The Cantor Center conducts research with the goal of improving quality of life for patients, survivors, families, clinicians, and caregivers.
Examples of our research include:
- Leveraging patient knowledge to improve practice models
- Creating decision-support algorithms for patients and providers
- Measuring the impact of identifying and screening individuals at a high risk for hereditary cancer
- Designing a system to support caregivers of individuals undergoing cancer treatment
- Addressing communication disparities in cancer care
- Lifestyle and systems-level interventions for lung cancer
Current research projects include:
A Digitally-Enhanced Smoking Cessation Intervention for High-Risk Smokers
Principal Investigator: Mary E. Cooley, PhD, RN, FAAN
The primary goal of this study is to introduce LDCT screening to high-risk smokers eligible for lung cancer screening. The specific aims for the proposed study are: 1) Determine the efficacy of an Enhanced Smoking Cessation Approach to Promote Empowerment (ESCAPE) as compared to standard care (brief advice and referral to Quitline) on 7-day point prevalence abstinence, number of cigarettes smoked/day, and lung cancer screening behaviors at 1, 3-and 6-month follow-up. 2) Calculate a smoking behavior PRS and examine the relationship between the PRS and cessation outcomes at 6 months and 3) Describe participant perceptions and experiences related to obtaining a smoking behavior PRS and identify recommendations for incorporating the information into clinical care. The results from this study will provide information needed to refine the intervention and facilitate integration of precision health into future lung health interventions.
Determining Mechanisms and Measures for Chemotherapy-Induced Peripheral Neuropathy Clinical Trials in Adolescents and Young Adults with Cancer
Principal Investigator: Robert Knoerl, PhD, RN
Chemotherapy-induced peripheral neuropathy (CIPN) (e.g., numbness/tingling in hands/feet) is a common complication of vincristine/paclitaxel chemotherapy that is associated with reductions in chemotherapy dosing, thereby increasing the risk of mortality. Yet, there are no recommended treatments for CIPN prevention and little is known about CIPN in adolescents and young adults (AYAs) to guide the development of clinical trials. The overall objective of this longitudinal study is to determine factors crucial to the design of CIPN prevention clinical trials for AYAs with cancer.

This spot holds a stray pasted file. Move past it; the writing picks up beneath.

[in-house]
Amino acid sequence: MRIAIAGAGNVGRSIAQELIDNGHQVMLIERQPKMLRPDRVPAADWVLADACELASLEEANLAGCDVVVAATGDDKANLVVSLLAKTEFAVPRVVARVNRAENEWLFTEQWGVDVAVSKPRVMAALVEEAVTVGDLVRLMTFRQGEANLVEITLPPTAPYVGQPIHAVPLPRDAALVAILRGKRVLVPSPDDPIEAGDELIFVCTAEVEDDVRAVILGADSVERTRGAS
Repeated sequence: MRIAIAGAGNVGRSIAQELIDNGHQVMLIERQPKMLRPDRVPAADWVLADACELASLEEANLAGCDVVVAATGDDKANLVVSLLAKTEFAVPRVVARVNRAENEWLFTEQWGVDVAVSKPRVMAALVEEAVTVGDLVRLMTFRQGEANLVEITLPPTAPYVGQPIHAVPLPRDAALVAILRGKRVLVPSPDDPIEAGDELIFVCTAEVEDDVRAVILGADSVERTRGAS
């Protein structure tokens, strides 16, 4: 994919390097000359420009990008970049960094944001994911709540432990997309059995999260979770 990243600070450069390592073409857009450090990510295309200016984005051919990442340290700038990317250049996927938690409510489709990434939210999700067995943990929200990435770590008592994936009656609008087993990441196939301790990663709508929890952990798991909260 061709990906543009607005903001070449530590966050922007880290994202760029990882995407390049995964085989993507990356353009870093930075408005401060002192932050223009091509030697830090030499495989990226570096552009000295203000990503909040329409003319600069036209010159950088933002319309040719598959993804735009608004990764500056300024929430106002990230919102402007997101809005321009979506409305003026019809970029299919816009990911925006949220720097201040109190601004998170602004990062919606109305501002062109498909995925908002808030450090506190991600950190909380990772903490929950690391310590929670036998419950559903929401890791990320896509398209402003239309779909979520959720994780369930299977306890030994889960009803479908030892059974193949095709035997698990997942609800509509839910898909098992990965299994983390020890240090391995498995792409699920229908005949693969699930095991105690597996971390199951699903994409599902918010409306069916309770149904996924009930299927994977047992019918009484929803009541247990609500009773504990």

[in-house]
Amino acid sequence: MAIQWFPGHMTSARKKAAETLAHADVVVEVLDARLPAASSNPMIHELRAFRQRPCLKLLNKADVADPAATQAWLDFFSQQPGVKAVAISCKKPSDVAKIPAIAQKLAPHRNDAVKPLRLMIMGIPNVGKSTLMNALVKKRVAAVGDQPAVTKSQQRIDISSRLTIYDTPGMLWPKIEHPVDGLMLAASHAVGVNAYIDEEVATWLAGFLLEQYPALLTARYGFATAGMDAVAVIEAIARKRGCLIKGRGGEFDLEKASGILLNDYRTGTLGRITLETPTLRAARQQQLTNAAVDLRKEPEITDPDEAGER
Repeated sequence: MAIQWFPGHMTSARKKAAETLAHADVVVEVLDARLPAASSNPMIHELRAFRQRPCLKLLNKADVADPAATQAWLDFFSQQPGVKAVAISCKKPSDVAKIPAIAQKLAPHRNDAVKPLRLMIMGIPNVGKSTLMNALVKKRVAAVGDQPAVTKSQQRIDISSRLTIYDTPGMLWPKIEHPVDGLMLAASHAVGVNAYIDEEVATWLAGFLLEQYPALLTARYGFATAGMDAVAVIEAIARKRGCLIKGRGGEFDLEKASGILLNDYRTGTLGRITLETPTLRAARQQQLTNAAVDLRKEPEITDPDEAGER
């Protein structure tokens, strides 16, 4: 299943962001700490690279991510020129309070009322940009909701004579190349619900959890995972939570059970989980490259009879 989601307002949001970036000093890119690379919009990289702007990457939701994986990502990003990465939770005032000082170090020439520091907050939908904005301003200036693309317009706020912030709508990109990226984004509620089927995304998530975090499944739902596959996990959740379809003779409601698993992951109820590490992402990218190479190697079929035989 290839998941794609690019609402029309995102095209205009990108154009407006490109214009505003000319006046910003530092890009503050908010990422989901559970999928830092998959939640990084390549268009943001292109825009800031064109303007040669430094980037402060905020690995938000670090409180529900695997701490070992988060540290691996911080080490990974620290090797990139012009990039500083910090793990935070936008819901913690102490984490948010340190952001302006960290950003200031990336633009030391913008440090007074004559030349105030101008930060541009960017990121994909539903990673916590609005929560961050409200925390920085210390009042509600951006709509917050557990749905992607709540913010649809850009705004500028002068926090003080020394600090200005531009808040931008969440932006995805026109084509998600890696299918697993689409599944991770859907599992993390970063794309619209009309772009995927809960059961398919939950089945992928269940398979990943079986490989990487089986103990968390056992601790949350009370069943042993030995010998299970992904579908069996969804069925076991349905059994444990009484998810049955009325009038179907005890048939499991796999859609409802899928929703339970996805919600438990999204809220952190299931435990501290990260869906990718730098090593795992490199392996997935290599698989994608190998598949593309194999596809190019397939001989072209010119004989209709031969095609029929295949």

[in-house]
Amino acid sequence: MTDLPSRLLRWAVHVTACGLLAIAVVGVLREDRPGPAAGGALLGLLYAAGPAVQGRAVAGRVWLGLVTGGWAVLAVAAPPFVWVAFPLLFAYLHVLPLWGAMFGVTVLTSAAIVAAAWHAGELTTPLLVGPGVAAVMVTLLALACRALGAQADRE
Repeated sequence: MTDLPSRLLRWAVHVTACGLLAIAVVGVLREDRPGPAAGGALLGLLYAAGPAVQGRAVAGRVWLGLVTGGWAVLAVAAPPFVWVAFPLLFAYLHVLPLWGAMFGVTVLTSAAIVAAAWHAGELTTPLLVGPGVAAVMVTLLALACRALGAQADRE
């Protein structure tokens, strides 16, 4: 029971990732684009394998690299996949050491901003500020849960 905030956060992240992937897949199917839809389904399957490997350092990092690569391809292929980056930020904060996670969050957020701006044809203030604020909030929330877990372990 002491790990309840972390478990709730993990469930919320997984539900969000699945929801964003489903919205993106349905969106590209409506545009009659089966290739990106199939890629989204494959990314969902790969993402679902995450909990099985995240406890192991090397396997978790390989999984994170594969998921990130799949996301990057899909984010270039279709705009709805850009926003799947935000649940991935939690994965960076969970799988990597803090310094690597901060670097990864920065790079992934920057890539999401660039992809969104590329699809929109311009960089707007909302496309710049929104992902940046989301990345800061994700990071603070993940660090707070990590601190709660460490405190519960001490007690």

Patient-Centered Communication in Ovarian Cancer Care
Principal Investigator: Rachel Pozzar, PhD, RN, FNP-BC
Despite the apparent influence of patient-provider communication on ovarian cancer outcomes, no known studies have sought to directly assess patient-provider communication in the ovarian cancer care setting. This research aims to answer the following questions: (1) To what extent do women with ovarian cancer perceive that patient-centered communication occurs in the cancer care setting? (2) Is there a relationship between perceived patient-centered communication and treatment characteristics, clinical characteristics, self-efficacy, or health-related quality of life among women with ovarian cancer? (3) What are the contexts in which unmet patient-provider communication needs occur? The answers to these questions may inform future interventions that promote patient-centered communication and improved health outcomes for individuals with ovarian cancer.
Exploring the Feasibility of a Mindfulness-Music Intervention to Reduce Anxiety in Adolescents and Young Adults Receiving Cancer Treatment